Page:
- File Size: 650 KB
- Print Length: 264 pages
- Simultaneous Device Usage: Unlimited
- Publication Date: September 21, 2015
- Sold by: Amazon Digital Services LLC
- Language: English
- ASIN: B015P2OO4K
- Text-to-Speech: Enabled
- Word Wise: Enabled
- Lending: Enabled
- Amazon Best Sellers Rank: #674,972 Paid in Kindle Store (See Top 100 Paid in Kindle Store)
|Print List Price:||$13.99|
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The Keeper and the Rulership (The End in the Beginning Book 2) Kindle Edition
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|Length: 264 pages||Word Wise: Enabled||Enhanced Typesetting: Enabled|
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Top customer reviews
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This is a very solid YA fantasy, with enjoyable characters, that stays away from the most onerous of tropes. I give this book a 4/5. Here is my breakdown.
Characters: 4/5. Sorensen does a great job in establishing the characters and their motivations. Each is sufficiently distinct from the others and has obvious motivations that make sense. Their interactions are fun and they fit well within the world that she’s established. I enjoyed spending time with them; their behaviors were consistent and well-reasoned, with little of the “random” things that characters can do because of “plot necessity.”
Plot/Storyline: 4/5. A fun story that, while it doesn’t leave profound, lasting marks on my soul, was a very worthy use of my time. I thoroughly enjoyed the time I spent in Raneh’s world, walking beside her as she came to her realizations and made her decisions. The development of the world was well-done, and felt very real to me.
My only concern with the storyline is the ending. The ending itself was fine, but it felt abbreviated, like it came too soon after the climax of the story with insufficient denouement. I would have liked more wrap-up.
Technical Aspects: 4/5. The story moved quickly and was a treat to read. I had a good time and didn’t trip up over choppy sentences, poor dialogue, or exposition. A well-constructed book that allowed me to access the story.
Spelling/Grammar: 4.5/5. There were a few, very few, typos in this book. Well done!
Overall: 4/5. This is a very solid book, clean, fun, and well-crafted. I enjoyed it very much and want to read more from Sorensen. She is very talented and I look forward to seeing more of her work. Thank you!
Raneh faced a dilemma. Which bouquet would she accept of the two being offered? Jontan was more a brother to her, boring and predictable; his total loyalty given to the Rulership, even over family, annoyed her. Derrim was fun, but he was also rude and caustic. So it was hard to choose between them. Getting ready for the party, Raneh talked with the house magician who was magically styling her hair. Raneh asked how it felt to use magic publicly, which was forbidden to landowners such as she. In fact, using magic without renouncing status was an automatic death sentence! So she went to her garden to let her magic drain into her groverweed.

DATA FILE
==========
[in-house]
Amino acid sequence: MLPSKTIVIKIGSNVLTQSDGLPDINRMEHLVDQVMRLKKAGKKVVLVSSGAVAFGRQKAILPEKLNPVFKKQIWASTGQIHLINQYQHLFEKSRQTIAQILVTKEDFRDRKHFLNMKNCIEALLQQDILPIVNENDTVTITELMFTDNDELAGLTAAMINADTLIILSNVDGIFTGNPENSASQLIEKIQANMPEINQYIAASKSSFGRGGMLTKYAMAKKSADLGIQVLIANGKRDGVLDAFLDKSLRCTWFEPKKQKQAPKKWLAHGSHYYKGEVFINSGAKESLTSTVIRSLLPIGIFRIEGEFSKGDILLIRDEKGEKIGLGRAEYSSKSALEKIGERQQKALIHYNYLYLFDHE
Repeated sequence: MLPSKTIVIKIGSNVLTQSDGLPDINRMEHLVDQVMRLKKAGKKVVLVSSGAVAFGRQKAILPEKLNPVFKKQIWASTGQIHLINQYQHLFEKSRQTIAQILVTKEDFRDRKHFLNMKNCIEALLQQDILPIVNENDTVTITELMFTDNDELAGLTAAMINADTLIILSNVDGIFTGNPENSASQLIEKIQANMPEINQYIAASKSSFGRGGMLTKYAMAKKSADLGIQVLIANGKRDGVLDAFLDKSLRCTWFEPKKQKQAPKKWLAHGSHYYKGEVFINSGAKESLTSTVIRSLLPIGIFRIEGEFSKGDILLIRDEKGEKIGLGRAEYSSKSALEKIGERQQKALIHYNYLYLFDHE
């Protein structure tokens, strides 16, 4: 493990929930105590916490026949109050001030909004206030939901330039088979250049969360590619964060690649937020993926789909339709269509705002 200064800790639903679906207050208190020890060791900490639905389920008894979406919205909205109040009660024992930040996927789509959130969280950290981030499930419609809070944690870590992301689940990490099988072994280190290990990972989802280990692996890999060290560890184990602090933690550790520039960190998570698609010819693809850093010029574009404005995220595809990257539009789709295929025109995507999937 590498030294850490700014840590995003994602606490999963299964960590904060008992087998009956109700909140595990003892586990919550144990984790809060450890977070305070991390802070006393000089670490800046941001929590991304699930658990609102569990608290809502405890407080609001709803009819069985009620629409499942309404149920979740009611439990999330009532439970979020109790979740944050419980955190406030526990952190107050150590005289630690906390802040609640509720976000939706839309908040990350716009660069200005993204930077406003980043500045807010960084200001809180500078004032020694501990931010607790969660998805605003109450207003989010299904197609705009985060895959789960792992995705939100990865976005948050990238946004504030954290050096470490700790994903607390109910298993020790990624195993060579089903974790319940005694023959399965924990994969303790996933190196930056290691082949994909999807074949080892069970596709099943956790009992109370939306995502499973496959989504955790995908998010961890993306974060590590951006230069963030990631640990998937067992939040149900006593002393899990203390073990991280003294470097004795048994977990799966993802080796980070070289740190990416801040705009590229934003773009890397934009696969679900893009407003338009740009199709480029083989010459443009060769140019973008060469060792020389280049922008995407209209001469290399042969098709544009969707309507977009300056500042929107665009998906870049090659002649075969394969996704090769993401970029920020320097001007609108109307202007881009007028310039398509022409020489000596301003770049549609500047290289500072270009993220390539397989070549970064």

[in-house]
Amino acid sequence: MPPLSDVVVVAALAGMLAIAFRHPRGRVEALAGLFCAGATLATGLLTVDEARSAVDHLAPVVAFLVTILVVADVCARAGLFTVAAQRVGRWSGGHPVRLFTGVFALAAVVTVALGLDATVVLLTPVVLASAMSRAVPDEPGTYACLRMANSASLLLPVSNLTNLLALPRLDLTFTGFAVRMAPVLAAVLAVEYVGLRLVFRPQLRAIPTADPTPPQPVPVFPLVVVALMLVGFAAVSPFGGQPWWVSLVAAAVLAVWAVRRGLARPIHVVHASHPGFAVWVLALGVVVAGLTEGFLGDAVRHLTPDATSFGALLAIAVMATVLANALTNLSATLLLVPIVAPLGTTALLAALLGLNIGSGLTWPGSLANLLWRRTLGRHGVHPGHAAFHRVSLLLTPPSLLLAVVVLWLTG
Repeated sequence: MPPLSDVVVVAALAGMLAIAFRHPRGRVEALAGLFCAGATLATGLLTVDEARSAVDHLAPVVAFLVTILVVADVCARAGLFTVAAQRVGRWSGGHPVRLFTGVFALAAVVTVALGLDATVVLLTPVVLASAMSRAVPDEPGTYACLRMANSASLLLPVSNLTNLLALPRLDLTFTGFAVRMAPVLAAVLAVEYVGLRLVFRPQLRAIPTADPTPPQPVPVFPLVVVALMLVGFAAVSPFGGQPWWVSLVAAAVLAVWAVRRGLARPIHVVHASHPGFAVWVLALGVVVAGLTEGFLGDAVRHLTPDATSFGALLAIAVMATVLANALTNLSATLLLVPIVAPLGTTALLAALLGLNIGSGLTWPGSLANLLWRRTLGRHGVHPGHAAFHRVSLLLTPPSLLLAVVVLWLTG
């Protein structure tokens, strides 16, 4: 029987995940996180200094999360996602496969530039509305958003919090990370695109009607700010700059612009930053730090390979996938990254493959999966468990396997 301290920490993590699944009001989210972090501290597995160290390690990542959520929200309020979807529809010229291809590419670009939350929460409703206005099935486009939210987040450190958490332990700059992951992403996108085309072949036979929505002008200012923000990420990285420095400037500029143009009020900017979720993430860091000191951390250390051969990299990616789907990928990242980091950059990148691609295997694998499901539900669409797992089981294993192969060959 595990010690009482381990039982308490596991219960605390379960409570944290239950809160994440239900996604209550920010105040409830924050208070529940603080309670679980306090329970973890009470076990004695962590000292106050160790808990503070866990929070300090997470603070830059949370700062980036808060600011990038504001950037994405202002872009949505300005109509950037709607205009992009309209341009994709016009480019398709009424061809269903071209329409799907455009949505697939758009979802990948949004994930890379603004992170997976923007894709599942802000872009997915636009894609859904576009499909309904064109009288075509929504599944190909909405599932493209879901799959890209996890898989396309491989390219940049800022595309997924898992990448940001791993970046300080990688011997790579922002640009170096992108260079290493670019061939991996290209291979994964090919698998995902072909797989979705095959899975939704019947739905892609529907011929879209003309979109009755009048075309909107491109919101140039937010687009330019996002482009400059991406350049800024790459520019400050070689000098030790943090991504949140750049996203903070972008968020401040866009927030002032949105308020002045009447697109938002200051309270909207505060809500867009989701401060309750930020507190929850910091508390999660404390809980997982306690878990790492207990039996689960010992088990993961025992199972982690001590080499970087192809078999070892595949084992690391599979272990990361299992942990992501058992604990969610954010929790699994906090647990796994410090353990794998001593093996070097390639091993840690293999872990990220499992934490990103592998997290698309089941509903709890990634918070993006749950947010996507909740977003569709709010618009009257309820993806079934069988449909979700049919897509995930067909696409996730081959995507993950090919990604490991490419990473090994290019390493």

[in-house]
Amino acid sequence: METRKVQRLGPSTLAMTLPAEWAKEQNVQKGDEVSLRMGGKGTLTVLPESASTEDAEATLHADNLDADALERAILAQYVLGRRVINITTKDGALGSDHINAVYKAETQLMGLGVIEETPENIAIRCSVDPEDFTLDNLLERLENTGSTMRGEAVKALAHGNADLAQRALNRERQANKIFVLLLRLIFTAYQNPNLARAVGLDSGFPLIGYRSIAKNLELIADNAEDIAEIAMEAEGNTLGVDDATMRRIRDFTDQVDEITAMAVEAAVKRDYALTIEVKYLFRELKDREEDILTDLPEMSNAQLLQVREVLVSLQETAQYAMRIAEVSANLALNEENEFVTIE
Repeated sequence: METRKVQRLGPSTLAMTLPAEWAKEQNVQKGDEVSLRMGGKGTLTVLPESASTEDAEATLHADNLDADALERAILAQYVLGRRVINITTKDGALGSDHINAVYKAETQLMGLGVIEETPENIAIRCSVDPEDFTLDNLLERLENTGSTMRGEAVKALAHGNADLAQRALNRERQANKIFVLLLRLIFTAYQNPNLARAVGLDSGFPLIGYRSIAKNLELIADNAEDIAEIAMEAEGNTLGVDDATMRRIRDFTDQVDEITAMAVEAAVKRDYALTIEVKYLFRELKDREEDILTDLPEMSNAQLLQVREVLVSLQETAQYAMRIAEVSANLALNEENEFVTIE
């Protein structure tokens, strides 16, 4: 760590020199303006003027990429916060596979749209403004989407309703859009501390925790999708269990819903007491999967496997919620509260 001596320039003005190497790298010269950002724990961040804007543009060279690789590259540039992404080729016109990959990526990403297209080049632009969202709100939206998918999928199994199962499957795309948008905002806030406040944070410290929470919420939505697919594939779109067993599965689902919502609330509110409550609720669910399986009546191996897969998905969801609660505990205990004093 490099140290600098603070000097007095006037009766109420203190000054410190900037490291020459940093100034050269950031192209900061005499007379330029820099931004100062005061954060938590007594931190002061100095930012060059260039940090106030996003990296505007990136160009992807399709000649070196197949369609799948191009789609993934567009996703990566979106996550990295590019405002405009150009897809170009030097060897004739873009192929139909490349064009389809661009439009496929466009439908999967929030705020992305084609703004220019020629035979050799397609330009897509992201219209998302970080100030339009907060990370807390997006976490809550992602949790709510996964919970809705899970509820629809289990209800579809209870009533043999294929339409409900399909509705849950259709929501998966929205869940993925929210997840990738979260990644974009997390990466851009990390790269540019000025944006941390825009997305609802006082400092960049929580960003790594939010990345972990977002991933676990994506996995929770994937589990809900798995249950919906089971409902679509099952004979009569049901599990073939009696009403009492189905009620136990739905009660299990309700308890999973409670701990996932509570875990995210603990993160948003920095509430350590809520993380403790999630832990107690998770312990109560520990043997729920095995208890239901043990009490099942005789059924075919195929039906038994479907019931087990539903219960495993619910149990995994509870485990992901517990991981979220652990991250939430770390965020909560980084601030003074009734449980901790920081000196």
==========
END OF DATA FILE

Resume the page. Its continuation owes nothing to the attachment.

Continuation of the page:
Ranah is a good person who seems to care about others. But when the Ruler becomes interested in her family, her life could be at great risk? How can she deal with this situation? What will she do about her unique magic?
I enjoyed this book very much. The author introduced a new world to me. The concept of status was fascinating, as it could be given away, taken, or accepted as people interacted. Roles were clearly defined and people had to live within the confines of those roles. There was a social hierarchy that had to be followed. I loved it! The character development was great. The reader quickly knew them all and their personalities. This was a wonderful world to explore! I purchased the boxset "Light in Darkness" where this story was included and voluntarily reviewed this book; my comments reflect my honest opinion.
Then there are the characters: protagonist Raneh, who is the Freshgrown family's heir; her shrewd, somewhat gluttonous younger brother Hurik; her impulsive, beautiful little sister Yaika; and a number of suitors who all have significant drawbacks. I really enjoyed all the characters: there was something good-natured about everyone and about how they interacted--which isn't to say that there weren't conflicts among them, just that the conflicts weren't lacerating or soul crushing, the way they can be in some books. Raneh narrates the story, and her voice is conversational, confessional, and appealing.
The first half of the book (approximately) establishes Raneh in her home situation and introduces her secret, possibly deadly problem: she can work magic. Several interesting additional plot problems come up (who Raneh will choose as a suitor, if anyone, what Hurik's going to do with himself, whether the family can survive Yaika's impulsivity and self-promotion), but the novel veers away from most of those in the second half to focus on the meaning and consequences of Raneh's magic ability. I found this fascinating, but it's also highly conceptual. If you like stories that play with ideas, you'll probably enjoy it--you may still have quibbles with various details (I did), but those are enjoyable quibbles, the kind that come from being engaged with the ideas the author's exploring. Even if you do enjoy it, you may yearn a little for the richness of characters and interactions of the first half of the book, but we don't lose the home-y, familial feel of the first part entirely. The last line of the story belongs to Yaika, and it's a great one.
There's a sequel that I'm looking forward to reading. It's going to focus on Raneh, but I hope Yaika will get some airtime too.
Most recent customer reviews
This book was a pretty good read!
After reading the description of the book I was interested in it, and having...Read more